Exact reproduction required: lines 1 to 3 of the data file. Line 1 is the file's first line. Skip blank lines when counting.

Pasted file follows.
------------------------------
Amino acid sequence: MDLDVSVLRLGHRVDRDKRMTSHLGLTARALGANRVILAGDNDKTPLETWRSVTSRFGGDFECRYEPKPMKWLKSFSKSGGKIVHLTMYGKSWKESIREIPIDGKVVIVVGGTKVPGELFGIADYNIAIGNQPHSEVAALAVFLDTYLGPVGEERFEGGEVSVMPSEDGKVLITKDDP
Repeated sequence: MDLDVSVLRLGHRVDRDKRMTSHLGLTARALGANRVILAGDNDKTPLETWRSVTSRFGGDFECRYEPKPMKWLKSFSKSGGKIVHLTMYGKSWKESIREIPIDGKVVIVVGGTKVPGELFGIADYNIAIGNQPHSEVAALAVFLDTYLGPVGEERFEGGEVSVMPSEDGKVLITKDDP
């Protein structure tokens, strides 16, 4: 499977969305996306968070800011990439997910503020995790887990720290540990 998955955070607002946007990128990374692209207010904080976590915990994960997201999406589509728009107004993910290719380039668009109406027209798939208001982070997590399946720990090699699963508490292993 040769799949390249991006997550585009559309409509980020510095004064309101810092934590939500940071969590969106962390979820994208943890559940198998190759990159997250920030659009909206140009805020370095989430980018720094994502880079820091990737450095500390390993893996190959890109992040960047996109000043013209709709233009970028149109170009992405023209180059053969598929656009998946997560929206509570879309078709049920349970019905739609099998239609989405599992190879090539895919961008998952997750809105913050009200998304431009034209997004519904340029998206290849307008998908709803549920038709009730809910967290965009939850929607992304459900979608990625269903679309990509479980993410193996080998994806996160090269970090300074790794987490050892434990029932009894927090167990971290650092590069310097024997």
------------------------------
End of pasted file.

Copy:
Amino acid sequence: MDLDVSVLRLGHRVDRDKRMTSHLGLTARALGANRVILAGDNDKTPLETWRSVTSRFGGDFECRYEPKPMKWLKSFSKSGGKIVHLTMYGKSWKESIREIPIDGKVVIVVGGTKVPGELFGIADYNIAIGNQPHSEVAALAVFLDTYLGPVGEERFEGGEVSVMPSEDGKVLITKDDP
Repeated sequence: MDLDVSVLRLGHRVDRDKRMTSHLGLTARALGANRVILAGDNDKTPLETWRSVTSRFGGDFECRYEPKPMKWLKSFSKSGGKIVHLTMYGKSWKESIREIPIDGKVVIVVGGTKVPGELFGIADYNIAIGNQPHSEVAALAVFLDTYLGPVGEERFEGGEVSVMPSEDGKVLITKDDP
């Protein structure tokens, strides 16, 4: 499977969305996306968070800011990439997910503020995790887990720290540990 998955955070607002946007990128990374692209207010904080976590915990994960997201999406589509728009107004993910290719380039668009109406027209798939208001982070997590399946720990090699699963508490292993 040769799949390249991006997550585009559309409509980020510095004064309101810092934590939500940071969590969106962390979820994208943890559940198998190759990159997250920030659009909206140009805020370095989430980018720094994502880079820091990737450095500390390993893996190959890109992040960047996109000043013209709709233009970028149109170009992405023209180059053969598929656009998946997560929206509570879309078709049920349970019905739609099998239609989405599992190879090539895919961008998952997750809105913050009200998304431009034209997004519904340029998206290849307008998908709803549920038709009730809910967290965009939850929607992304459900979608990625269903679309990509479980993410193996080998994806996160090269970090300074790794987490050892434990029932009894927090167990971290650092590069310097024997």